Arsalan Iftikhar is founder of TheMuslimGuy.com opens in a new tab, senior editor for The Islamic Monthly magazine and author of the book Islamic Pacifism: Global Muslims in the Post-Osama Era opens in a new tab. Arsalan is also a regular commentator on National Public Radio (NPR).
Imagine for a moment that for 30 days every year- from sunrise to sunset each day- you were not allowed to eat any food or drink any liquids, including water or your must-have jolt of caffeine via your daily espresso.That’s all part of celebrating the Muslim holy month of Ramadan. Ramadan is also a time filled with reflection, yummy food and tons of awesome gifts for our little girls and boys around the world.
For Muslims, the month of Ramadan helps to serve as a time for self-reflection, gratitude and atonement. The religious concept of fasting in Islam symbolizes many often-overlooked things in life. The act of “fasting” allows us to truly appreciate the great bounties (food, water, etc.) that we usually take for granted. For me, abstaining from food and other comforts during Ramadan reminds me to appreciate the blessings that many hungry people around the world do not enjoy on a daily basis. So do we fast non-stop for 30 days? Of course not. Here’s what a typical day might look like for those observing Ramadan.
First, the process usually begins when Muslims around the world wake up before dawn (many times as early as 4 o’clock in the morning) to eat a pre-dawn breakfast meal (known as Suhoor in Arabic) with our families. Growing up in the suburbs of Chicago in the 1980s, I remember that my mom was like our own version of a short-order cook during the pre-dawn meals. My siblings and I would request random dishes (like omelets or spaghetti or whatever) and we would basically have a four-course meal at four o’clock in the morning every day during Ramadan.
But many people around the world barely get anything to eat even during the month of Ramadan. I remember my beloved grandfather — when he used to have his pre-dawn meal in Pakistan — he was actually away from his family helping to build a women’s hospital in the middle of the desert there. In nearly 126-degree weather, he would just have one piece of fruit and a glass of water to last him the entire 16-hour day at the age of 84. Thinking about people in the developing world really makes me appreciate Ramadan even more and everything we take for granted here in the United States.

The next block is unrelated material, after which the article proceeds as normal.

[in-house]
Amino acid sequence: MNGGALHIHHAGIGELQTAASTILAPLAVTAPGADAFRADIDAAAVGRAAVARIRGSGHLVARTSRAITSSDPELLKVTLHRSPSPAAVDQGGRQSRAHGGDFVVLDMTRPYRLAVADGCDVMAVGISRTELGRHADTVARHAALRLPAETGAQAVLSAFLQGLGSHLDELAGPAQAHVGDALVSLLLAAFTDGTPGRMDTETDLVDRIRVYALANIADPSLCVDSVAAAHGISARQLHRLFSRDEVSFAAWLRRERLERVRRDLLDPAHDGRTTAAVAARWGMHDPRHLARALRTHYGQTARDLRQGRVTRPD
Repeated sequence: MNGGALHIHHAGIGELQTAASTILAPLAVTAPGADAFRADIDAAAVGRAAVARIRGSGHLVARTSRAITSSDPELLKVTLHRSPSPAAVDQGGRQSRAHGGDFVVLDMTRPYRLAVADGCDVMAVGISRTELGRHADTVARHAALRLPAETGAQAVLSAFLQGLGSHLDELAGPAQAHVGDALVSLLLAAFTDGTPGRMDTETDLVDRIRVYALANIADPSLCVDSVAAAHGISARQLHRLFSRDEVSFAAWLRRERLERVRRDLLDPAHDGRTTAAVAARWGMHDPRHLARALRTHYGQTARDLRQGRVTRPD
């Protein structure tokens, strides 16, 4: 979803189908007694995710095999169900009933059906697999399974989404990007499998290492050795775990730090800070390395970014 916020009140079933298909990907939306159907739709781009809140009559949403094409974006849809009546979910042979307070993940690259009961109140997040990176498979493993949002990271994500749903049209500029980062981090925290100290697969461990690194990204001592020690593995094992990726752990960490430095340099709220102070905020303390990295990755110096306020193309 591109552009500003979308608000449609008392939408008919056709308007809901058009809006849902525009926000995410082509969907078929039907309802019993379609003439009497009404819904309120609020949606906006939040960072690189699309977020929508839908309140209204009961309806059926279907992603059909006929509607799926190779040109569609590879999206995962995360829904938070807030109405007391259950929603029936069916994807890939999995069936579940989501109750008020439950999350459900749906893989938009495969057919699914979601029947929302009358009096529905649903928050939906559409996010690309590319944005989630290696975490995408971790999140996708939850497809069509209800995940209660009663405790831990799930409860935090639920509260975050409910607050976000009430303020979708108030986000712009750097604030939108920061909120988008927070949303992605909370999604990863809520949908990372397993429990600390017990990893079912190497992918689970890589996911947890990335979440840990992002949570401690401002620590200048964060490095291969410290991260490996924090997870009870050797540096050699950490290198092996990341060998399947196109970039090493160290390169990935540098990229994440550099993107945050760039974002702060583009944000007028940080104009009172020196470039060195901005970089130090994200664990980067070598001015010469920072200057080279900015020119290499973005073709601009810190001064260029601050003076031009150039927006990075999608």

After spending all day thinking about food and water, we then begin to count down the minutes to sunset when we can once again eat our yummy food again during our evening meals (known as Iftaar in Arabic). As the sun begins to set, Muslim households around the country begin to cut fresh produce for their fruit salads, start frying their crunchy samosas and falafels and prepare tasty dishes like chicken biryani or Moroccan lamb stew.
For those of us American Muslims who keep halal Ramadan just got a little easier because of Saffron Road’s halal frozen hors d’oeuvres and entrees and simmer sauces. Delicious flavors like Turkish Figs and Goat Cheese wrapped in flaky phyllo pastry, Thai Basil Chili Tofu with basmati rice and Harissa simmer sauce. There are so many delicious options all of them halal, many of them Non-GMO Project verified and all without hydrogenated fats, artificial preservatives, colors or flavors. There are now vegetarian options and those with meat are from animals that are never given antibiotics or hormones.This helps make Ramadan even easier for college students or busy professionals who can now just stop by a Whole Foods Market store on their way home from work to get a satisfying halal-certified meal during the month of Ramadan or whenever they are n the mood for a quick halal meal any other day of the year.
As the month of Ramadan ends each year, there are millions of little Muslim girls and boys who are then excited to celebrate the holiday after Ramadan, known as Eid Al-Fitr, where we give gifts and presents to each other as we celebrate with our friends and families.
But just like getting presents is not the true meaning of Christmas or Hanukkah, the central lesson to be learned from the Muslim holy month of Ramadan and Eid is actually about the spirit of gratitude. Because if we are not grateful for all the little things in our lives that we normally take for granted, it would be nearly impossible for us to understand the circumstances and ultimately help other people around the world who are starving every day and who live without food or water for much longer than most of us will ever have to face in our own lives.
What everyday things in your life are you grateful for?